Economy & Business

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We hate to break it to you, Mr. Leprechaun, but someone really is after your Lucky Charms: General Mills.

Or more specifically, it's after the artificial colorings used to give the cereal its trademark rainbow-colored marshmallow shapes. General Mills on Monday announced it will remove artificial colors and flavors from all of its cereals.

People who love to craft sparkly holiday décor and make their own milk carton citrus soaps have looked to Martha Stewart for more than 20 years. And today, the upscale DIY queen's company is at the center of what Stewart calls "a transformational merger."

Martha Stewart Living Omnimedia says in a statement that it has agreed to be acquired by Sequential Brands Group.

Marriage And Work Over Time

In the early 1970s, there was a standard model for married couples where at least one spouse worked full time: In two-thirds of those marriages, the man worked and the woman didn't.

Over the next several decades, that changed dramatically, as more and more women moved into full-time jobs.

By the turn of the century, the standard had reversed: In nearly two-thirds of these marriages, both people worked full time.

It's late on a Tuesday morning and — as it's done every day for decades — the Patrick Gannaway towboat pushes its two barges up the Mississippi River right through downtown Minneapolis.

To get its 2,400 tons of sand, gravel, and limestone past the river's only waterfall, the barges take a five-story vertical ride inside the Upper St. Anthony Falls lock.

European leaders hold an emergency summit in Brussels on Monday in an effort to prevent Greece from defaulting on its debts. Greece owes the International Monetary Fund $1.8 billion by the end of this month, and it needs Europe's help to make the payment. But the Athens government is refusing to commit to an economic overhaul package that officials are demanding.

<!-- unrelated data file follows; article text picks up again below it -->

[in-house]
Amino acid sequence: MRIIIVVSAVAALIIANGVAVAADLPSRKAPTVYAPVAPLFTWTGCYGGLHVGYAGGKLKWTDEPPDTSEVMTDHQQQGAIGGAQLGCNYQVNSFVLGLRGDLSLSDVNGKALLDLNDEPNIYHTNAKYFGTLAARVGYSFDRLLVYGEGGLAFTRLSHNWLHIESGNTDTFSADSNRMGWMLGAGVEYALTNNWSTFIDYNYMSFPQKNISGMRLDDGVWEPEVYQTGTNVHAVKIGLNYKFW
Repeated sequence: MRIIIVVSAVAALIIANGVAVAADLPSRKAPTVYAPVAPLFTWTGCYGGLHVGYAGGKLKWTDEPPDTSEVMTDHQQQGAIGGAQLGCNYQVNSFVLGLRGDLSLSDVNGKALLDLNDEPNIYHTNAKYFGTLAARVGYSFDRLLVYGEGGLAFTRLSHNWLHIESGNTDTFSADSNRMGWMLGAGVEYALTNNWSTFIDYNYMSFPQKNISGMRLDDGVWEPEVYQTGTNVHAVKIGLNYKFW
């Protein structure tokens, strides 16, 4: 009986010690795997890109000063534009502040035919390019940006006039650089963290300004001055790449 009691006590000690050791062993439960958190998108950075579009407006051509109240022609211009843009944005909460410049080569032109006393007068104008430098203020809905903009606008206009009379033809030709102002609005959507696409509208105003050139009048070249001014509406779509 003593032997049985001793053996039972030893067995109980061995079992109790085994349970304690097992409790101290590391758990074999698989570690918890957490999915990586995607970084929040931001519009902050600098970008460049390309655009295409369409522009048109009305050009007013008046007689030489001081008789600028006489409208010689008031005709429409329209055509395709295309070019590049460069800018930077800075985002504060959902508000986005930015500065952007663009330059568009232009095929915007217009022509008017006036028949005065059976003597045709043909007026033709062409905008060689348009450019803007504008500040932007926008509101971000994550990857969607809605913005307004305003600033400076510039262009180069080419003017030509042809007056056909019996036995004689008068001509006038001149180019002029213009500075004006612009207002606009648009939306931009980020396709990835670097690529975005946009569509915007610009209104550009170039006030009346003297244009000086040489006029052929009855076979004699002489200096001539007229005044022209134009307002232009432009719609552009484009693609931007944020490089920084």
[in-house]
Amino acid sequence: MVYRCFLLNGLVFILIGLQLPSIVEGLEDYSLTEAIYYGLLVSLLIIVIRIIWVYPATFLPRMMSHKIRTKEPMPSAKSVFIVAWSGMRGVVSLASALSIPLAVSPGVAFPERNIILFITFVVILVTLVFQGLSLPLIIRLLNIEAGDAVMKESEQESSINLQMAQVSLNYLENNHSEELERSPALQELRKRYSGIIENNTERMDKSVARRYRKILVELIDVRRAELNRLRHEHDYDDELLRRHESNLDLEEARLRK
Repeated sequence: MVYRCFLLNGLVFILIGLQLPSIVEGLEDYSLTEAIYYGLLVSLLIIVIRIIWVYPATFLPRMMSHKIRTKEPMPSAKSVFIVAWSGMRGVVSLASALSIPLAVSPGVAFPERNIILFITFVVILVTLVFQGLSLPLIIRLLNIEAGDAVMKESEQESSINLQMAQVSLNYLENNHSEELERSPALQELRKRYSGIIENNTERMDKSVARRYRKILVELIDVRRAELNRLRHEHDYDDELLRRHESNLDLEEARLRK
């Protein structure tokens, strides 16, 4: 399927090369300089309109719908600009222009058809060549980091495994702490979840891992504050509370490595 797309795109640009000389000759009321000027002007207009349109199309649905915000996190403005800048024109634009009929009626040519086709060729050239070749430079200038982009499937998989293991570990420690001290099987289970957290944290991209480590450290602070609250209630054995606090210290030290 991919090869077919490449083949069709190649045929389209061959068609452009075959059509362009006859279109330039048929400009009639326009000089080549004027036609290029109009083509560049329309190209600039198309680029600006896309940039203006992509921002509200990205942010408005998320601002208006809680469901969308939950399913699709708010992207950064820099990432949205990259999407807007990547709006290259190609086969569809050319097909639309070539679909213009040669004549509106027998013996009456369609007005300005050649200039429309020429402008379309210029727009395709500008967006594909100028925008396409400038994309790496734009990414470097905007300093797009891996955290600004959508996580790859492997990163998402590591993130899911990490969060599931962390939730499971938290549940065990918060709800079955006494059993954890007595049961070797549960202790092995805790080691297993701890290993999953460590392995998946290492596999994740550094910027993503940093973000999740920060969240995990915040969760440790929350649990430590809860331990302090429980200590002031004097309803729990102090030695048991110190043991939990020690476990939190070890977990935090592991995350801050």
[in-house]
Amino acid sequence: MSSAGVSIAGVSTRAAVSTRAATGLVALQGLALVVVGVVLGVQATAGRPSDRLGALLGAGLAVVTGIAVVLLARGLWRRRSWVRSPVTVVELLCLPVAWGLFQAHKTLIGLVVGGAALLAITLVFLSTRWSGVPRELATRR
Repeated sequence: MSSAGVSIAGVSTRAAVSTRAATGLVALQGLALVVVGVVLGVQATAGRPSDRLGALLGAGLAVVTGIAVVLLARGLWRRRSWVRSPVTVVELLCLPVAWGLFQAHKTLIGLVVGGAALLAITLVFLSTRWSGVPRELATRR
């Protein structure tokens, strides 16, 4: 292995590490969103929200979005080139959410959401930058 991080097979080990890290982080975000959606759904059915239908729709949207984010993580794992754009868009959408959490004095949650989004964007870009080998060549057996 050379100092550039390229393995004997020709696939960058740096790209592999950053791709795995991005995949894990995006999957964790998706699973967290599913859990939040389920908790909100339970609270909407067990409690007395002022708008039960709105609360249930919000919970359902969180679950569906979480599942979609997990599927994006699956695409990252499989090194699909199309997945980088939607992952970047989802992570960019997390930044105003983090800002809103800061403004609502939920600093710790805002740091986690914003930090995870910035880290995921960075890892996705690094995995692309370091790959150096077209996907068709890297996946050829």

Greece has come close to default many times before — only to work out a last-minute compromise with its creditors. This time, though, it faces much longer odds.

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Transcript

ARUN RATH, HOST:

When Betsy Freeman moved to Damascus, Md., 30 years ago, the first thing she looked for was a local community newspaper.

Along with meeting her new neighbors, Freeman met the Gazette.

"The Gazette papers were the thing that really welcomed you into the community," she says.

She's now mourning the loss of the Montgomery and Prince George's county Gazettes, which closed their doors last week after more than 55 years.

New York state's Seneca Lake is the heart of the Finger Lakes, a beautiful countryside of steep glacier-carved hills and long slivers of water with deep beds of salt. It's been mined on Seneca's shore for more than a century.

The Texas company Crestwood Midstream owns the mine now, and stores natural gas in the emptied-out caverns. It has federal approval to increase the amount, and it's seeking New York's OK to store 88 million gallons of propane as well.

Noisy trolleys roll bales of tobacco on and off the auction floors in Harare, Zimbabwe's capital. Here they call it "green gold." Some of the country's estimated 100,000 small-scale tobacco farmers look on, hoping for profitable sales.

Auctioneers, quoting prices at high speed, pace up and down rows of extra-large jute-covered bundles, with yellow tobacco leaves spilling out.

Locally Sourced Vegetarian Citrus Fizz? $5.99. Grass Fed Himalayan Tuna Salad? That'll be $9.99. Taking gentrification and a rent hike into your own hands? Priceless.

That's how the neighbors at Jesse's Deli in Brooklyn's Boerum Hill neighborhood are trying to save their local convenience store.

Owner Jesse Itayim opened his doors in 1984 at the corner of Bergen and Bonds Avenue, spending time in that location and another before moving to his current location, 402 Atlantic Ave., in 1989.

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